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Dollar climbs as Fed set for lengthy inflation fight

 The dollar climbed to a three-week high on Thursday after minutes from the Federal Reserve’s July meeting pointed to U.S. interest rates staying higher for longer to bring down inflation.

Sterling briefly dropped below the $1.2 level to a three-week low, thanks to the stronger dollar, and also suffering from red hot inflation figures released the day before which reinforced fears about the U.K. growth outlook.

The pound was last down 0.3% at $1.2015, while the euro shed 0.2% to $1.0157 and the dollar climbed a touch on the yen to trade at 135.25 yen, just off its overnight one-week high.

This left the dollar index up 0.22% at 106.89, its highest since late July.

“The bigger picture for the dollar is that it’s in a strong uptrend,” said Matt Simpson, a senior analyst at brokerage City Index in Brisbane, adding it has now paused a weeks-long pullback.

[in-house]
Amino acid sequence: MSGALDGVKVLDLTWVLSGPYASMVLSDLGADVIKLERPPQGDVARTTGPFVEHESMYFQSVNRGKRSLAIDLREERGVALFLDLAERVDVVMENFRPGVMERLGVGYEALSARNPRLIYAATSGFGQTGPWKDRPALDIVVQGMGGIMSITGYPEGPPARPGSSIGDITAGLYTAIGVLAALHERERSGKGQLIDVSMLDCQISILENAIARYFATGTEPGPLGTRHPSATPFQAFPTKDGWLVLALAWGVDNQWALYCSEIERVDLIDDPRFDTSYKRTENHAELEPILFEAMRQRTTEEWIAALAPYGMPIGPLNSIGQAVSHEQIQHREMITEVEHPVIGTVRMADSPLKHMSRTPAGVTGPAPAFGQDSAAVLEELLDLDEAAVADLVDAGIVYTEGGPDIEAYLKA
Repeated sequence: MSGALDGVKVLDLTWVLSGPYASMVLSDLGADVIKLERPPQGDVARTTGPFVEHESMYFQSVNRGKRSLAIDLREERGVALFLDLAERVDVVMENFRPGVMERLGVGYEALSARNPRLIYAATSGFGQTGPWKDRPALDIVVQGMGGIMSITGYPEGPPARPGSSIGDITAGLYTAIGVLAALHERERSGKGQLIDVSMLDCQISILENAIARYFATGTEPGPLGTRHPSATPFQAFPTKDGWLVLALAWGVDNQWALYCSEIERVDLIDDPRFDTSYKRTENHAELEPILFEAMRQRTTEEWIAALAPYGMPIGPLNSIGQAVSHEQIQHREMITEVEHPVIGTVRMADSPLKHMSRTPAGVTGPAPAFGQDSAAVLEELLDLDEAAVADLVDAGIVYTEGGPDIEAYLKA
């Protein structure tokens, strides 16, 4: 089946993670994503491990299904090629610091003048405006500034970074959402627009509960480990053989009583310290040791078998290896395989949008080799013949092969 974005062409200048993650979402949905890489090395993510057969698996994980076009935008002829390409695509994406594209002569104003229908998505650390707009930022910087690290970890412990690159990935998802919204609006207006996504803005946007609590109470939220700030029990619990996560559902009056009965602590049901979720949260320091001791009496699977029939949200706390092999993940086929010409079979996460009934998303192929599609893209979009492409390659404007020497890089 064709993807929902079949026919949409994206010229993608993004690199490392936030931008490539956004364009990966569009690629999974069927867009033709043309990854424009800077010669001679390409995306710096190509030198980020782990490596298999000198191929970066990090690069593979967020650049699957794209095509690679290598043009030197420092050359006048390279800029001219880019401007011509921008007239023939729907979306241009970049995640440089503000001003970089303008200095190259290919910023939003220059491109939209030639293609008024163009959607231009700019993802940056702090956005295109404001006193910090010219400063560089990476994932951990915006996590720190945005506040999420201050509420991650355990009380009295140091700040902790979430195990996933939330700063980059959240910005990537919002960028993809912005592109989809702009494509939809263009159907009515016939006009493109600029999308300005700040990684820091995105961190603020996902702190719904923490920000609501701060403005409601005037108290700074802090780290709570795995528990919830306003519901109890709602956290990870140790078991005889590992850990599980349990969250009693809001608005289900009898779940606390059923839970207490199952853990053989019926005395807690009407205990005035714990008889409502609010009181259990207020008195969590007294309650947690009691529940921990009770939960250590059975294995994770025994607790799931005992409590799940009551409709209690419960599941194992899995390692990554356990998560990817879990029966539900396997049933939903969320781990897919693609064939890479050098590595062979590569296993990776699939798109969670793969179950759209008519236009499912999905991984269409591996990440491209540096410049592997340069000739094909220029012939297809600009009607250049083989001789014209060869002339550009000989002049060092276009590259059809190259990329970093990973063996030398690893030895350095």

“In some ways, bulls are looking to step back in and I think the Fed minutes gave them a reason to do so.”

Fed officials saw “little evidence” late last month that U.S. inflation pressures were easing, minutes released on Wednesday showed. The minutes flagged an eventual slowdown in the pace of hikes, but not a switch to cuts in 2023 that traders until recently had priced into interest-rate futures.

Traders see about a 40% chance of a third consecutive 75 basis point Fed rate hike in September and expect rates to hit a peak around 3.7% by March, and to hover around there until later in 2023.

In the Asian trade, the greenback gained most against the Antipodeans, especially the Aussie, which was dragged down as weaker-than-expected wage growth weighed on Australia’s rates outlook.

The Australian dollar fell to a one-week low of $0.6899, before bouncing back to $0.6916, down 0.3%, following noisy labor data that showed falls in both employment and the jobless rate.

The New Zealand dollar was also pinned to Wednesday lows and was last down 0.35% at $0.6258.

China’s yuan, meanwhile, continued to struggle as weak consumption, low confidence, anemic credit growth, a property crisis, and restrictive COVID-19 policies have cast a long shadow over the prospects for the world’s second-largest economy. 

The yuan fell about 0.2% to 6.793 per dollar.

It also dropped below its 200-day moving average against the euro. 

Source by: Reuters